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Date and Time of the Query: 2019-06-17 T07:13:47 PDT
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For refcode 2005MNRAS.358..139F:
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NED Abstract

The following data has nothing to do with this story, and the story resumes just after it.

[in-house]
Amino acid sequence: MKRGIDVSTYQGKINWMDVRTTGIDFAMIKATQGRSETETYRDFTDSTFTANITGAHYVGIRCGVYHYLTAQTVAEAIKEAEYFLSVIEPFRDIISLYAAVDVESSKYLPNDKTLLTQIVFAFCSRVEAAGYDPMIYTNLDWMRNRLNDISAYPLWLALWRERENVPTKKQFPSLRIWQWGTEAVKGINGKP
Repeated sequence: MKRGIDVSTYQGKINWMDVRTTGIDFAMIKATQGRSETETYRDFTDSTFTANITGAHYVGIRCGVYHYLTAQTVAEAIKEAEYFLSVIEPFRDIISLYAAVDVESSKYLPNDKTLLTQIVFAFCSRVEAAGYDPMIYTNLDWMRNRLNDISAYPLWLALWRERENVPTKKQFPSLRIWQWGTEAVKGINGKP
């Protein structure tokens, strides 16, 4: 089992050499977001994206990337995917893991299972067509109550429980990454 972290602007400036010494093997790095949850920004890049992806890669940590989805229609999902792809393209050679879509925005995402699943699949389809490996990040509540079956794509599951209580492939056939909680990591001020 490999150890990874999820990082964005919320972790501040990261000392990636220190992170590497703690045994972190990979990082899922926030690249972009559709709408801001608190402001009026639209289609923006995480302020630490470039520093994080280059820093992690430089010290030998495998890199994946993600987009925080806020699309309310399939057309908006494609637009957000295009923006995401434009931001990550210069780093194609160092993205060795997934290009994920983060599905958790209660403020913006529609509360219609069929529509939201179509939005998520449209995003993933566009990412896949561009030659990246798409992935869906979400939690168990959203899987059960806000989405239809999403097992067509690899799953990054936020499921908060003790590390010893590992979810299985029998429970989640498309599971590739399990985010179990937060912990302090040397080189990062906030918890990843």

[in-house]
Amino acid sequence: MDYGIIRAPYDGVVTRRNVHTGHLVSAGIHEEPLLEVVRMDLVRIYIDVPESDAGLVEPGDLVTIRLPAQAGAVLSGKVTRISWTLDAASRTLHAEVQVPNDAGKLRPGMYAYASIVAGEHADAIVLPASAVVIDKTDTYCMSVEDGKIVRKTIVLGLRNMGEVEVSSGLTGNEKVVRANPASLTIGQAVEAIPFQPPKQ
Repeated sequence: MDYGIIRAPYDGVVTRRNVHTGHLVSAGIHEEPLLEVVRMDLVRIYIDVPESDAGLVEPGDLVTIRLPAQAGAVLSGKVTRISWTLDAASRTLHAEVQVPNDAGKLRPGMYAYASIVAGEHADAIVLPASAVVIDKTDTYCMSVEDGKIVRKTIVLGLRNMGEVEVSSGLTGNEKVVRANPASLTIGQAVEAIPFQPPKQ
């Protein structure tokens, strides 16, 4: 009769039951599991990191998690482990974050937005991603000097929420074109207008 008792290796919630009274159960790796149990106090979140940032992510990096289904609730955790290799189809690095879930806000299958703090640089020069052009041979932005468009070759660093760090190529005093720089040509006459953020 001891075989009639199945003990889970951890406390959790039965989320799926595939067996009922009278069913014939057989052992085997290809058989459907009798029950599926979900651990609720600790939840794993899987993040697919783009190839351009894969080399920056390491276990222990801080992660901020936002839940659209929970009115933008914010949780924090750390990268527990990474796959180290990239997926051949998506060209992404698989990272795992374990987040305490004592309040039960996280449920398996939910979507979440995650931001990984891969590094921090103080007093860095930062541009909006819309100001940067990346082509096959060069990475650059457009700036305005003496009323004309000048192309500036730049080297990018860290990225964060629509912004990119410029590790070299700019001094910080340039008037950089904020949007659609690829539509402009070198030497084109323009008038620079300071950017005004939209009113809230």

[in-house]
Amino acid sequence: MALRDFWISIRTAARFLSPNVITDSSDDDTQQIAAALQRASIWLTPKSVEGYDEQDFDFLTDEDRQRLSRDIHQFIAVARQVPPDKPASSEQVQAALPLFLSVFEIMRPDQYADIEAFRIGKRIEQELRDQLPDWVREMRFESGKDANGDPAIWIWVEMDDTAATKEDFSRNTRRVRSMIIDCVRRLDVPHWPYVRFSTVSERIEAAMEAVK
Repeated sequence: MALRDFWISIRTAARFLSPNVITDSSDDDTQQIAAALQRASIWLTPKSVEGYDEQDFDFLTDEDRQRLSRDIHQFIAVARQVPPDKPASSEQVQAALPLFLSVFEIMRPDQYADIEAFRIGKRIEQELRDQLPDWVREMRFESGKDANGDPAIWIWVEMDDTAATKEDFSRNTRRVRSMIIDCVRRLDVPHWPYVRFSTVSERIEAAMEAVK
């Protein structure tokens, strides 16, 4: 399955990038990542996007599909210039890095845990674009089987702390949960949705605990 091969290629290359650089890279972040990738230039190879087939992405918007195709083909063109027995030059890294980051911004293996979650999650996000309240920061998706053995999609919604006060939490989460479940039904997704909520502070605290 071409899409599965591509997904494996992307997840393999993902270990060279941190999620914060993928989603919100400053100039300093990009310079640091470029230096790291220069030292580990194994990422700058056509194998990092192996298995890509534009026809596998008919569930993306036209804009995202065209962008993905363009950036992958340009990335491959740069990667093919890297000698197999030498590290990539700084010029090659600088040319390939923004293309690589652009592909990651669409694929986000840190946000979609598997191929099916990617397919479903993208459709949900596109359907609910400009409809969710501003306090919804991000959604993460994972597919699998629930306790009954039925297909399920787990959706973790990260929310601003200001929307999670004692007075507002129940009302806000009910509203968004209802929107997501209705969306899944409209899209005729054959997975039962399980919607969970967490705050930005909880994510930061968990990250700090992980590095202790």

Copyright by Royal Astronomical Society. 2005MNRAS.358..139F Supersonic motions of galaxies in clusters Faltenbacher, Andreas; Kravtsov, Andrey V.; Nagai, Daisuke; Gottlober, Stefan Abstract. We study motions of galaxies in galaxy clusters formed in the concordance Lambda cold dark matter cosmology. We use high-resolution cosmological simulations that follow the dynamics of dark matter and gas and include various physical processes critical for galaxy formation: gas cooling, heating and star formation. Analysing the motions of galaxies and the properties of intracluster gas in a sample of eight simulated clusters at z= 0, we study the velocity dispersion profiles of the dark matter, gas and galaxies. We measure the mean velocity of galaxy motions and gas sound speed as a function of radius and calculate the average Mach number of galaxy motions. The simulations show that galaxies, on average, move supersonically with the average Mach number of ~1.4, approximately independent of the cluster-centric radius. The supersonic motions of galaxies may potentially provide an important source of heating for the intracluster gas by driving weak shocks and via dynamical friction, although these heating processes appear to be inefficient in our simulations. We also find that galaxies move slightly faster than the dark matter particles. The magnitude of the velocity bias, b_v_~ 1.1, is, however, smaller than the bias estimated for subhaloes in dissipationless simulations. Interestingly, we find velocity bias in the tangential component of the velocity dispersion, but not in the radial component. Finally, we find significant random bulk motions of gas. The typical gas velocities are of order ~20-30 per cent of the gas sound speed. These random motions provide about 10 per cent of the total pressure support in our simulated clusters. The non-thermal pressure support, if neglected, will bias measurements of the total mass in the hydrostatic analyses of the X-ray cluster observations.
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